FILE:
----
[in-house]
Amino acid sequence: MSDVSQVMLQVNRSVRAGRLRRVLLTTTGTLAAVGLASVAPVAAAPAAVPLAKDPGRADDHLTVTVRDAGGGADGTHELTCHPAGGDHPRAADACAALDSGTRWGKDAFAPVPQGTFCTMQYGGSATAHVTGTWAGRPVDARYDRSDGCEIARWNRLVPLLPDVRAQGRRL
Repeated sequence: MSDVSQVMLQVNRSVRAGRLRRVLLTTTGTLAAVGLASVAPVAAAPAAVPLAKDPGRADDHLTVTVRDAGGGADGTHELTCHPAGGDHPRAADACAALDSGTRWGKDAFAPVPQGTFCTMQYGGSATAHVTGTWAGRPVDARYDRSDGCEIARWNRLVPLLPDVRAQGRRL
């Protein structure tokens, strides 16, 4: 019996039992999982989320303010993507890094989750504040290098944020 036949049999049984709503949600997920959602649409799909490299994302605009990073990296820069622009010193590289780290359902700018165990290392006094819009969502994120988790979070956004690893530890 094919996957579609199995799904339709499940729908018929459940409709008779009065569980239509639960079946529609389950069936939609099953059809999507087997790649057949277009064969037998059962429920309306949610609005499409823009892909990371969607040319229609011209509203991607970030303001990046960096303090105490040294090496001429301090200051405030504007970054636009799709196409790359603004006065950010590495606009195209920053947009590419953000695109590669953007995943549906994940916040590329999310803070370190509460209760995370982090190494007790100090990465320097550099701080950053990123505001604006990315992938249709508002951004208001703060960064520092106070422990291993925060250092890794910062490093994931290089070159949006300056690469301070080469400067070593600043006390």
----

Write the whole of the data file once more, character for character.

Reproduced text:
[in-house]
Amino acid sequence: MSDVSQVMLQVNRSVRAGRLRRVLLTTTGTLAAVGLASVAPVAAAPAAVPLAKDPGRADDHLTVTVRDAGGGADGTHELTCHPAGGDHPRAADACAALDSGTRWGKDAFAPVPQGTFCTMQYGGSATAHVTGTWAGRPVDARYDRSDGCEIARWNRLVPLLPDVRAQGRRL
Repeated sequence: MSDVSQVMLQVNRSVRAGRLRRVLLTTTGTLAAVGLASVAPVAAAPAAVPLAKDPGRADDHLTVTVRDAGGGADGTHELTCHPAGGDHPRAADACAALDSGTRWGKDAFAPVPQGTFCTMQYGGSATAHVTGTWAGRPVDARYDRSDGCEIARWNRLVPLLPDVRAQGRRL
């Protein structure tokens, strides 16, 4: 019996039992999982989320303010993507890094989750504040290098944020 036949049999049984709503949600997920959602649409799909490299994302605009990073990296820069622009010193590289780290359902700018165990290392006094819009969502994120988790979070956004690893530890 094919996957579609199995799904339709499940729908018929459940409709008779009065569980239509639960079946529609389950069936939609099953059809999507087997790649057949277009064969037998059962429920309306949610609005499409823009892909990371969607040319229609011209509203991607970030303001990046960096303090105490040294090496001429301090200051405030504007970054636009799709196409790359603004006065950010590495606009195209920053947009590419953000695109590669953007995943549906994940916040590329999310803070370190509460209760995370982090190494007790100090990465320097550099701080950053990123505001604006990315992938249709508002951004208001703060960064520092106070422990291993925060250092890794910062490093994931290089070159949006300056690469301070080469400067070593600043006390």